2011 10 05 Firebus towAfter an interesting two hour drive the tow truck driver kindly dropped us off after the construction areas at the nearest gas station to the highway. Thus we avoided the stop and go traffic and the extremely windy roads of the sea to sky highway. It all just confirmed that it really was the right choice to not attempt to drive that section – our brakes would have been 100% gone by that point. But luckily, we still had some stopping power and a flat 25 kms to go.

2011 10 05 Off loadingWith just the short drive to go, we threw on our four way flashers and drove down highway one – a main thoroughfare. After 15 kms we saw the familiar red and blue lights flashing behind us – yup we got pulled over. What was to follow was more than a comedic set of events in retrospect. After a long while of the officer came up to the window asking if we knew our flashers were on. I heard my name come over his radio as he had obviously ran our plates. The rest of the conversation went like this:

Andrew: Yes – we’re just having difficulty getting to speed
Officer: Do you know whats wrong with the vehicle?
Andrew: Um, well, we have low brakes.
Officer: You have NO brakes?! Can you stop?
Andrew: Well we did stop, when you pulled us over. (he wasn’t trying to be rude, just honest)
Officer: Yes, I saw that. (he was slightly annoyed)
Me: Um, can I go to the back to get our ownership papers? (I felt it best to wait and ask when he was there not wanting to look like we’re trying to hide something)
Officer: Yes (as his flashlight follows me into the back)
Andrew: It’s not that we don’t have brakes they’re just low – we’re taking it to a mechanic.
Officer: Where did you come from?
Andrew: The hills – they really killed our brakes.
Officer: How long have you been in British Columbia?
Andrew: Um, 3 days?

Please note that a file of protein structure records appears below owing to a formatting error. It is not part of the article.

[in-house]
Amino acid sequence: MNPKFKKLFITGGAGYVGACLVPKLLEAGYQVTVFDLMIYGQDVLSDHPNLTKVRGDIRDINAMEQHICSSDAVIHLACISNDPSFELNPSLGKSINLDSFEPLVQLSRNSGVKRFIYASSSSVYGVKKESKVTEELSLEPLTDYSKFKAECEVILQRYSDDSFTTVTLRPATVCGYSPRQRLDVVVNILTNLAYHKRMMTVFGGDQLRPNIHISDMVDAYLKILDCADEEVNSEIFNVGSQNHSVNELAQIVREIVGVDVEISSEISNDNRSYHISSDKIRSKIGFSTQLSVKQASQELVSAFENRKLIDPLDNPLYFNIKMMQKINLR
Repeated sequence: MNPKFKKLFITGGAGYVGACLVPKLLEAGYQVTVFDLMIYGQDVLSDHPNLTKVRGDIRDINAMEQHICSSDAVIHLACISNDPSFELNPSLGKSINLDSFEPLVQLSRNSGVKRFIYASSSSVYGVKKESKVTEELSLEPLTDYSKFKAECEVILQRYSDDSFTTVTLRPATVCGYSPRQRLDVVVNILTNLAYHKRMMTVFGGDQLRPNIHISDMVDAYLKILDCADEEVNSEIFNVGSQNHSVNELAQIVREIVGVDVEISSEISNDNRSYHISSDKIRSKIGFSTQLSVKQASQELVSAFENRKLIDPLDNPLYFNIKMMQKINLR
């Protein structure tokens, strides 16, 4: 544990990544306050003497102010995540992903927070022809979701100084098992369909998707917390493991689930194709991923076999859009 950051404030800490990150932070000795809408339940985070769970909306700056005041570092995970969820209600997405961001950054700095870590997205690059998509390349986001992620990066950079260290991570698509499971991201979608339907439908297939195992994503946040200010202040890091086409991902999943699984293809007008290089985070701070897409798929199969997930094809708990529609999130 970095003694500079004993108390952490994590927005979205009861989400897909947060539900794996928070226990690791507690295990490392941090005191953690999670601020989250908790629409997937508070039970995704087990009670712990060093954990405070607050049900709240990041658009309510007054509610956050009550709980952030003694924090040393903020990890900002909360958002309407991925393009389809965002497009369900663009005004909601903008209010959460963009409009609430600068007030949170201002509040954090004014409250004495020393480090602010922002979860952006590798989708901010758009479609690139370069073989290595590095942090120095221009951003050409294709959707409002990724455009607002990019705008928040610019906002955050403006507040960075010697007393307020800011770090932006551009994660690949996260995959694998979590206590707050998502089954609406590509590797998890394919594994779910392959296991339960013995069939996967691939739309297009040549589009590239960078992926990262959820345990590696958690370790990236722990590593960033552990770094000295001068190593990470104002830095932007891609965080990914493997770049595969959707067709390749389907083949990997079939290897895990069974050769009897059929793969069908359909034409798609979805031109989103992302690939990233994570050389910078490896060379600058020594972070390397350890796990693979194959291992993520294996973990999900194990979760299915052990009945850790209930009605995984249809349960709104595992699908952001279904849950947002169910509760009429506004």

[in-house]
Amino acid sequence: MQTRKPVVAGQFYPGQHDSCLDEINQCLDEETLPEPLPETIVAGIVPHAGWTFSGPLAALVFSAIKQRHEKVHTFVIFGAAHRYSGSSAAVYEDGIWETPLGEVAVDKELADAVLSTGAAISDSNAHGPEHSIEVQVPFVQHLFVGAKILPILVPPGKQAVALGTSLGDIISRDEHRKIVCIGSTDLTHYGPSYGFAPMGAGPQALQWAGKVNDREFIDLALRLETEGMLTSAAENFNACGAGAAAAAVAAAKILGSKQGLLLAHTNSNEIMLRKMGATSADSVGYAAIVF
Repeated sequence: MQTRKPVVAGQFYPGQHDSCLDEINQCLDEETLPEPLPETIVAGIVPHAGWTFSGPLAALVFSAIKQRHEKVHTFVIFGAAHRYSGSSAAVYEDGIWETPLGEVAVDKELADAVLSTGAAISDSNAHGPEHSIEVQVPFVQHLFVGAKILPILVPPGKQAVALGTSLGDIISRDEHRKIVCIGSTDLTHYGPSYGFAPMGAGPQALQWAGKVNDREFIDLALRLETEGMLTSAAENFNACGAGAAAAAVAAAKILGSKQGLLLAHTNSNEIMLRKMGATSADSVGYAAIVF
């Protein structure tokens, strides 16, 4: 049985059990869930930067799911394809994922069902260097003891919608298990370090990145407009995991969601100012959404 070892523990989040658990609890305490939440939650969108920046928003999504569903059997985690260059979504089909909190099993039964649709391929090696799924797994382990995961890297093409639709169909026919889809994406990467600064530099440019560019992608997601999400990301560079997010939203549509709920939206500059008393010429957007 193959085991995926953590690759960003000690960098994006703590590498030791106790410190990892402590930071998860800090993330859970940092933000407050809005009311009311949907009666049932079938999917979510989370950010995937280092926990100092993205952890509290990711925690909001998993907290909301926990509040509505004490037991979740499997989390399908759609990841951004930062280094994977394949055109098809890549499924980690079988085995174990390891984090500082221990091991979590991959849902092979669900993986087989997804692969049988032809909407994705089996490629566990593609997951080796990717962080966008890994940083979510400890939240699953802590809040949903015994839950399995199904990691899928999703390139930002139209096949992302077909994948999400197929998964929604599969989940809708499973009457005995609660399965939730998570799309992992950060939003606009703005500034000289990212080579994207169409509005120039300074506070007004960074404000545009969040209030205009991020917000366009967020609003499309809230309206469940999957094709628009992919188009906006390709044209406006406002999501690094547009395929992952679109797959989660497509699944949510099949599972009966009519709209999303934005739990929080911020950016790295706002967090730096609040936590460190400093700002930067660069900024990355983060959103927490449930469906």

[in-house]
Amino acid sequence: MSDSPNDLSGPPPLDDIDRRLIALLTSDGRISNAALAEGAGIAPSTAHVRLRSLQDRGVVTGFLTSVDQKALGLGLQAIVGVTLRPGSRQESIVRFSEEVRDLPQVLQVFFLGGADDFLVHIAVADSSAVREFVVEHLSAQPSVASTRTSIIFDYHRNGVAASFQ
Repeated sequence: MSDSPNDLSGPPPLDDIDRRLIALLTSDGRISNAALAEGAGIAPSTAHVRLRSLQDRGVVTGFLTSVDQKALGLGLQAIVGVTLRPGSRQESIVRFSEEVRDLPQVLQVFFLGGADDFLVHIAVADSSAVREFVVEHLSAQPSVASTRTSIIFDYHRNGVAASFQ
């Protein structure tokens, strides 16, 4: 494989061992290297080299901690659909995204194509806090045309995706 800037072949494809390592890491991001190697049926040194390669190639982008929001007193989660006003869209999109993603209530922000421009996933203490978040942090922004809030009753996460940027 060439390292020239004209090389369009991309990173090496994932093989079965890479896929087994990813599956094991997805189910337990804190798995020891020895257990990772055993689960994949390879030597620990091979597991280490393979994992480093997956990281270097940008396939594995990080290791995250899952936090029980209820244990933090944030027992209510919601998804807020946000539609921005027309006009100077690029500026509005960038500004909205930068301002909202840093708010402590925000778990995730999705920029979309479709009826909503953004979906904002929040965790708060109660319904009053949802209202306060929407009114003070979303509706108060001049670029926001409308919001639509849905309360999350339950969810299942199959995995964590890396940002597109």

Officer: Can I have your licence and registration? (oh and better yet we couldn’t find our current non hand written insurance)
.. Disappears for a while and then returns
Officer: so you’re taking it to a mechanic, where?
Me: We’re just going 10 kms up the road to Abbotsford – we have the address right here. We’re planning to sleep at the Walmart and take it to the mechanic in the morning.
Officer: Ok
And this is where any normal person would have stopped since he was in the process of giving us our papers back.
Me: Officer I just want you to know that it’s not that we are being unsafe, we had it towed.
Officer: You had it towed!? From where?
Me: The hills, so we could get to flatter ground.
Officer: Uh huh.. Do you know where the Walmart is? Is it in your GPS? (shaking his head)
Me: Yes sir. Thank you.

And off we went. Laughing pretty hard at the series of events and how they must have confused the heck out of the poor officer. We have brakes, but we don’t. We’ve been towed, but not far enough. We’ve essentially been pulled over for being too safe but dangerous all at once. I can’t even imagine what he’d think if I’d mentioned the fact that the tow truck had more mechanical issues than we did.